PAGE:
"This may have to be in pieces because I am on a coin-operated computer in the lobby of a hospital, and I don't have many coins. So we'll see what happens.
Oh my gosh Korea is the craziest thing I have ever done, including that time I slept in the Chicago airport. Some parts are so fantastic I can't even tell you. Some parts . . . well, I've gone through some kleenex and misplaced a handkerchief. But mostly it's good, and mostly it's hard work.
I must tell you about the mokyotang. The mokyotang is amazing. It is like . . . like Chaska community pool meets Disneyland meets the Garden of Eden. "Mokyotang" is a bath house, and our very first morning here we went to the best one in Pusan. It cost maybe five or six dollars apiece, factoring in the exchange rate which is pretty good right now. (Oh, there we go, the computer took my bill now. Okay.) So . . . the mokyotang. It's like this palatial hotel. In fact, I think it is a hotel. But you go to a desk and pay your money and they give you this little key-bracelet and you go towards the side marked "women" into a locker room full of tiny lockers just for your shoes. Your key opens one. The floors are all bamboo mats. Then you go into a bigger locker room with bigger lockers and into these you put . . . everything else. Everything. Then you grab a tiny pink scrubby-towel, which is for scrubbing and not for any kind of modesty, and hustle blushing into the baths.
Oh, my gosh, the baths.
It's this huuuuuge space. In the middle is a pool curved into a yin/yang shape, and each half is a different temperature. Around the room are all different pools: hot pools, cold pools, foot-bathing pools, pools with yellow sand in them, pools with grape juice in them (really), pools of salt water, rocky tunnel-pools, a lap-swimming pool, saunas, rinsing pools, pools with waterfalls to massage your back . . . there's a space open to the sky, the roof just grass mats, with a hot pool and a cold pool and a bubbly pool and a jasmine pool (it looks radioactive . . . it's really neat) and another sauna. And all the pools are filled from the mouths of statues, frogs and fish and deer. There's even a pool with benches in it, and water running down the benches, and stone game boards in the middle so you can play games or read the news or whatever. And in every pool there is at least one old Korean grandma, as naked as the day she was born, who will occasionally stand up and swing her arms around to slap her torso (this has something to do with positive energy flow, or something) and stare at you not because you are naked but because you are waygukin, white girl. And when you're done playing in all these different pools, including nearly twisting your foot off because you couldn't see the bottom of the yellow-sand-thing pool, you go to this row of low mirrors and sit on a little butt-shaped stool and scrub yourself off with this creamy white soap and your little pink scrubby-towel, and spray off with a sprayer that they have right there, and brush your teeth in the tooth-brushing sink (very sweet Korean toothpaste provided) and rinse off again in the all-around shower (hot or cold, your choice) or with a scoop filled at another just-for-scooping pool, or both, and then you leave the baths and to to this long vanity where they have combs and hair dryers and lotion and conditioner and q-tips, and do your hair, and then you get dressed and go get your shoes out of the little shoe-locker and leave feeling cleaner than you have ever felt in the entire course of your entire life. Oh, my gosh. I think if there were such a bath house in America there would be a huge scandal, but I also think I would go every day anyway.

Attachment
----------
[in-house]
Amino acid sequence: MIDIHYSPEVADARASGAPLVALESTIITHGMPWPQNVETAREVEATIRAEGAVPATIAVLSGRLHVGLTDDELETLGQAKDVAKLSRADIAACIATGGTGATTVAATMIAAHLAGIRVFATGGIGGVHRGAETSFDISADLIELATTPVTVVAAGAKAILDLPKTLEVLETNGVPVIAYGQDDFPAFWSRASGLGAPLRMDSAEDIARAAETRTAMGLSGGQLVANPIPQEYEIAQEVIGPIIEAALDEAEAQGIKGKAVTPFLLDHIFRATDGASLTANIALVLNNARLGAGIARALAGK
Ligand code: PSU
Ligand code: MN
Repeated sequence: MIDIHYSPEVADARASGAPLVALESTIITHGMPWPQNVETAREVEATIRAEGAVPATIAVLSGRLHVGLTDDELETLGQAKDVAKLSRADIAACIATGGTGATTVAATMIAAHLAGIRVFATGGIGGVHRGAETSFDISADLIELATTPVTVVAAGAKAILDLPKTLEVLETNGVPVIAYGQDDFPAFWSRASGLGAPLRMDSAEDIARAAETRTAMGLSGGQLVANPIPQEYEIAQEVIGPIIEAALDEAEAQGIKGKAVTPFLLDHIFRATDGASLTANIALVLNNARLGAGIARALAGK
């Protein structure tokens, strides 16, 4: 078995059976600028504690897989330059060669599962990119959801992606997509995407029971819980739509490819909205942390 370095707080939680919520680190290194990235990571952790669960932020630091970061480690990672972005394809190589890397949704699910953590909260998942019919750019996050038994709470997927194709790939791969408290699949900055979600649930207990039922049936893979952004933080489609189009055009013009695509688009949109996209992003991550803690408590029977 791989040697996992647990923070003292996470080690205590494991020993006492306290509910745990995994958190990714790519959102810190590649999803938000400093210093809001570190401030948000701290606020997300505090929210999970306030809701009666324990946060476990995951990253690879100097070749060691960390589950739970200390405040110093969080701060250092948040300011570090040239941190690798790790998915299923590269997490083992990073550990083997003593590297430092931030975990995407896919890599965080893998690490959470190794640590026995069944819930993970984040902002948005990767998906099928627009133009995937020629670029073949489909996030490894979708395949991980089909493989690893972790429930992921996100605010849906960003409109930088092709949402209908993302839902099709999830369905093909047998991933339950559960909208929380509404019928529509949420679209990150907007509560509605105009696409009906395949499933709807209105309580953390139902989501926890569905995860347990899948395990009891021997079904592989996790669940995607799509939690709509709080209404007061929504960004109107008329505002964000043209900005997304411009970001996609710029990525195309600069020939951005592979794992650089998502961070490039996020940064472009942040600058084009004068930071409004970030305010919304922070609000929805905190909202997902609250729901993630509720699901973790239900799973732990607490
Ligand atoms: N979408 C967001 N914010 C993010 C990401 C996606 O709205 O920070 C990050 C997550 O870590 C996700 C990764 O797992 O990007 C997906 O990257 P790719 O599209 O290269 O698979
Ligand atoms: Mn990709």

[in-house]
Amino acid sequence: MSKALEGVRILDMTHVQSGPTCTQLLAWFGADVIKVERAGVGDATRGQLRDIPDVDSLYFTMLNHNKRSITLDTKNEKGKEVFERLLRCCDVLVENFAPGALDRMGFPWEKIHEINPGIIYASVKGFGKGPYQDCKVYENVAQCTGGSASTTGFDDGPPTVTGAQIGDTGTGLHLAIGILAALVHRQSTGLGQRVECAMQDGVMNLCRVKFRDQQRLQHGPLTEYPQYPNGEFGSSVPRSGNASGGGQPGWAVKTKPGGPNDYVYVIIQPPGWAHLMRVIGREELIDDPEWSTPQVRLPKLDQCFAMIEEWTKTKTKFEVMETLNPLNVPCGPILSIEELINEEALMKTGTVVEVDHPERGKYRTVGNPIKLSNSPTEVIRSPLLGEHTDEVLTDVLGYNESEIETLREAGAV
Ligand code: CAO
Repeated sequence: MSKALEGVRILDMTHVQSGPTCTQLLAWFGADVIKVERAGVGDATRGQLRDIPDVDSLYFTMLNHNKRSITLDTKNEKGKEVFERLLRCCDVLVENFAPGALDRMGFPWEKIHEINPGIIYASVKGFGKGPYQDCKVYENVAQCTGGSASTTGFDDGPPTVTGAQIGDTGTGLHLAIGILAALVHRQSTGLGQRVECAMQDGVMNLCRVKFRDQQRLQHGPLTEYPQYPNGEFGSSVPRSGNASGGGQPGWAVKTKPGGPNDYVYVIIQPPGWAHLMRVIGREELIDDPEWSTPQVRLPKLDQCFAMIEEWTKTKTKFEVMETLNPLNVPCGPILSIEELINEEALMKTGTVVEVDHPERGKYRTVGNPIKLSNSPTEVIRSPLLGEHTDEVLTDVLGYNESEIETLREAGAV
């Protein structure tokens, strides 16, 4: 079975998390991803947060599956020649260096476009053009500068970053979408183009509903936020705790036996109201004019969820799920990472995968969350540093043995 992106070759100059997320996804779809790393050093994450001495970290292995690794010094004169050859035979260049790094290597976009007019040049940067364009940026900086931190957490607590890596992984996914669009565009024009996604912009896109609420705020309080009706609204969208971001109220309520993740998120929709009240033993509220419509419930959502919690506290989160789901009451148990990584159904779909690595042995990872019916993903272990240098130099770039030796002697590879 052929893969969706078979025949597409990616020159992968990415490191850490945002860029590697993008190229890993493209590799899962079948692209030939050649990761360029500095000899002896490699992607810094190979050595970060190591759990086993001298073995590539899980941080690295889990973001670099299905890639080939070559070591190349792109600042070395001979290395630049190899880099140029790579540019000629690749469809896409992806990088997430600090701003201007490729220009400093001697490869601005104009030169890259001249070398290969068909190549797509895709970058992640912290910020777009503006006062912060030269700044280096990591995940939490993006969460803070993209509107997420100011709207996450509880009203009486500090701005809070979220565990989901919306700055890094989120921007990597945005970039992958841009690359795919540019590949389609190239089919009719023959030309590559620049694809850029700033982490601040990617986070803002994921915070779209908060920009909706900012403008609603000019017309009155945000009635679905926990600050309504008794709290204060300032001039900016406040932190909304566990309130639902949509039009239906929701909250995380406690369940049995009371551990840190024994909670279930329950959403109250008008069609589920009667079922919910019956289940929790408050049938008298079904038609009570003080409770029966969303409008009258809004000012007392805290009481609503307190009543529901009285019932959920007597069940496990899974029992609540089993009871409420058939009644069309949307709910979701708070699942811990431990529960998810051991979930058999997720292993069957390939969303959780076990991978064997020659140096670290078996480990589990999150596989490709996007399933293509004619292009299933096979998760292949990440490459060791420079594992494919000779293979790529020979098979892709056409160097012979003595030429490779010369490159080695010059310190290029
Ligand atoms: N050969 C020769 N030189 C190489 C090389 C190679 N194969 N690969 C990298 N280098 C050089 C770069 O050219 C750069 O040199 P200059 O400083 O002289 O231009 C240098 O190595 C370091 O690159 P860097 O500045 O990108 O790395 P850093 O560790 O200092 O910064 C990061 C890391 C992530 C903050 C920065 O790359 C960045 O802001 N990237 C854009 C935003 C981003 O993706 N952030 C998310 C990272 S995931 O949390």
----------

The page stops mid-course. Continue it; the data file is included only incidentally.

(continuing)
So after we were clean and had breakfast (they have aloe juice here--aloe juice! With aloe chunks in it! It's so good) and ran some going-to-the-bank kinds of errands, we and the missionaries who were destined to be our trainers RAN (I hate running) to the subway and tracted for hours. It was hard and scary. And then we had lunch of spicy Korean food, over which I started crying, and then we tracted some more and then went back to the mission home, where I started crying again. (Sister Jeung held me and hummed "Poor Wayfarin' Stranger--she doesn't know the words, but she loves the tune) I also fell asleep on the floor in the midst of picture-taking time. Then my new companion, Sister Montgomery, woke me up and took me home.
So . . my awesome suitcase? The wheel broke in transit. So we dragged it to the subway station because no one would let me carry it, seeing as how I couldn't stand up straight for jet lag, and a bunch of stuff broke off it on the way, and I cried on the subway again, and then we walked up a long hill in the middle of Pusan in the middle of the night to our apartment.
We share an apartment with another companionship of sisters, Hill and Pack Song Hee. It is a little apartment in a BIIIG tower, and all four of us sleep on two big mattresses pushed together on the floor. There is a tiny room when you first come in just for your shoes, and you're supposed to wear special, separate sandals in the bathroom. I couldn't figure out why until I realized that the shower has no curtain, so everything just gets wet and there's a drain in the middle of the floor to drain it all. All the sisters are really nice, but I like Sis. Pack Song Hee best. She looks Hawaiian, and not Korean at all. She loves to just tackle people and hug them. And she bought me a treat my second night here, of one of her favorite foods -- pig intestine. Yep. And I ate it. (Sister Montgomery told me that later on Pack Song Hee came to the other two sisters and asked, "Don't they eat that in America? She seemed really surprised." When they admitted that no one in America would ever in a million years dream of eating a piece of pig intestine, she felt sooooo bad and was terrified that she'd made me sick. But she didn't. I'm okay.)